Located on the southeastern side of the city of Linyi, the Museum of Bamboo Slips of Han Dynasty Tombs houses, as its name clearly states, a series of bamboo slips found in tombs that date back to Han Dynasty.
Tombs from Han Dynasty were found in many different places and this museum was the first in China to bear a collection of the precious items that were found in them. Bamboo slips that were found in Eastern and Western Han Dynasty tombs, also known as Hanjian, were discovered in several counties of Gansu and Xinjiang and are divided into two main groups: Biansan Hanjian and Muzang Hanjian. The Museum of Bamboo Slips of Han Dynasty Tombs bears a collection of Hajians from the second group.
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The Museum of Bamboo Slips of Han Dynasty Tombs covers an area of 10.000 square meters and is divided into three main collections: the Hall of Han Dynasty Tombs, the Hall of Bamboo Slips found in the tombs and the Hall of other Cultural Artifacts also found in the tombs. In the first collection the visitor can see an actual Han tomb rebuilt inside the exhibition room. In the second collection one will find the famous slips and in the third collection people can see all kinds of other relics found in the tombs. The building of the museum includes a structure of 2.400 square meters built in the style of a classic Chinese royal court. Construction of the museum started in 1981, nine years after the first Han Dynasty tomb was discovered by the foot of Yinqueshan Hill, and it first opened its gates eight years later, in 1989.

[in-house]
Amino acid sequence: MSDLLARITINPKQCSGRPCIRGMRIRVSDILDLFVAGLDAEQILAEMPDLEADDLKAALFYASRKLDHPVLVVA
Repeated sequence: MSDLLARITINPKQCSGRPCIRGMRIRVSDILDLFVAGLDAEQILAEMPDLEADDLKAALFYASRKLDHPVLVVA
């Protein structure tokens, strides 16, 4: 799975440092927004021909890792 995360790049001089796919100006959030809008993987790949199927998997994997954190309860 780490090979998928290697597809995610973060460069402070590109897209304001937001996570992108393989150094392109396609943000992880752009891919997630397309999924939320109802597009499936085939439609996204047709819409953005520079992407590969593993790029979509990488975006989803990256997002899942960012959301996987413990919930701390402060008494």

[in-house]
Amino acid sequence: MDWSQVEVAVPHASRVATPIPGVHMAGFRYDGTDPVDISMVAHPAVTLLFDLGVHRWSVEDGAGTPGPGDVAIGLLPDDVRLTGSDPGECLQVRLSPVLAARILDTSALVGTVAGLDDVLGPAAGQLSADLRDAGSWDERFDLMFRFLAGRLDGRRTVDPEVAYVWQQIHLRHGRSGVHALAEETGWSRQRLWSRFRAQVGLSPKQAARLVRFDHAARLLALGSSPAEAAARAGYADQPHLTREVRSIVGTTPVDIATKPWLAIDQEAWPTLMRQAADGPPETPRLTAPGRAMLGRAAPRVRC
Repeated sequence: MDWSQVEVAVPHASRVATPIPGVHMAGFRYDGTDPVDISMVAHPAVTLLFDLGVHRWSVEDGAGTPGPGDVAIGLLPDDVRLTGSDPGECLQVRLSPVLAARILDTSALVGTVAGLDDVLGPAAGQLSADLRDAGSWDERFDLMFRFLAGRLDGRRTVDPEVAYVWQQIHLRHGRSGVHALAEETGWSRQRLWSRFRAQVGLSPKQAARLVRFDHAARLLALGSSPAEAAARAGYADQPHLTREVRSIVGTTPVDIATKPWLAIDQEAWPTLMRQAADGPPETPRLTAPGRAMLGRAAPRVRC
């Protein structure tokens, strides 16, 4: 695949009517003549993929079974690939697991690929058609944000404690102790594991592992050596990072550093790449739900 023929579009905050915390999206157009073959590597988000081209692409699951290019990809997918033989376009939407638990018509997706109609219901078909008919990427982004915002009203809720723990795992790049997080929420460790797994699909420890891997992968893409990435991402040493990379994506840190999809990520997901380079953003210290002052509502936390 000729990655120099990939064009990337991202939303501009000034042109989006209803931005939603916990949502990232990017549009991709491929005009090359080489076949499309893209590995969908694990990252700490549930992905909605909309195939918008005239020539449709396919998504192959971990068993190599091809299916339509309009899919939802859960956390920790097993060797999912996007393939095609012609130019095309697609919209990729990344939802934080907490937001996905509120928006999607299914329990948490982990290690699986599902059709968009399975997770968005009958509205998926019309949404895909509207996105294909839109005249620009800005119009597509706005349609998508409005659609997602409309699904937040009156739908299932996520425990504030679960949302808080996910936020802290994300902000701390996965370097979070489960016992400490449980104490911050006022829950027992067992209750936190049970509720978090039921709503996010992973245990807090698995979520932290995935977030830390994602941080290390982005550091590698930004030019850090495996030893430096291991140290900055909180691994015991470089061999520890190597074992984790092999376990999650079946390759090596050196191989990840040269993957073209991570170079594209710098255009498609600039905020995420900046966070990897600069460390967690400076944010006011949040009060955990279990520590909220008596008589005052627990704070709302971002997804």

Yinqueshan Tombs of Han Dynasty were discovered in 1972 along with thousands of enclosed bamboo slips. The time the tombs were built is estimated to have been between 134 BC and 118 BC. The texts found in them are believed to predate the construction of the tombs. Tomb number one carried 4942 bamboo slips while tomb number two had only 32. All bamboo slips were written with ancient Chinese texts and were of great importance. Thus the discovery of Yinqueshan tombs and slips is ranked as the 10th most important discovery since founding of People’s Republic of China in 1949.
The most thrilling among the discovered items were the bamboo slips of Sunzi’s Art of War (18 chapters) and Sunbin’s Art of War (16 chapters), found in tomb number one. Both texts analyzed military strategies and were lost for no less than 1700 years! Unknown chapters were revealed along with the missing ones.
Before the regaining of the texts scientist were confused whether there were two books from two different authors, or Sunwu and Sunbin were the same person and thus there was only one book. After the bamboo slips came to light it was clear that there were two different books from two different authors. Sixteen chapters from the book of Yanzi, seven chapters from the book of Strategies, five chapters from the book of Weiliaozi and many anonymous texts were found in the same tomb. The 32 bamboo slips discovered in tomb number two formed an Almanac of Emperor’s Hanwudi First Year of Reign in Han Dynasty (134 BC), which is the oldest and most complete almanac of that era.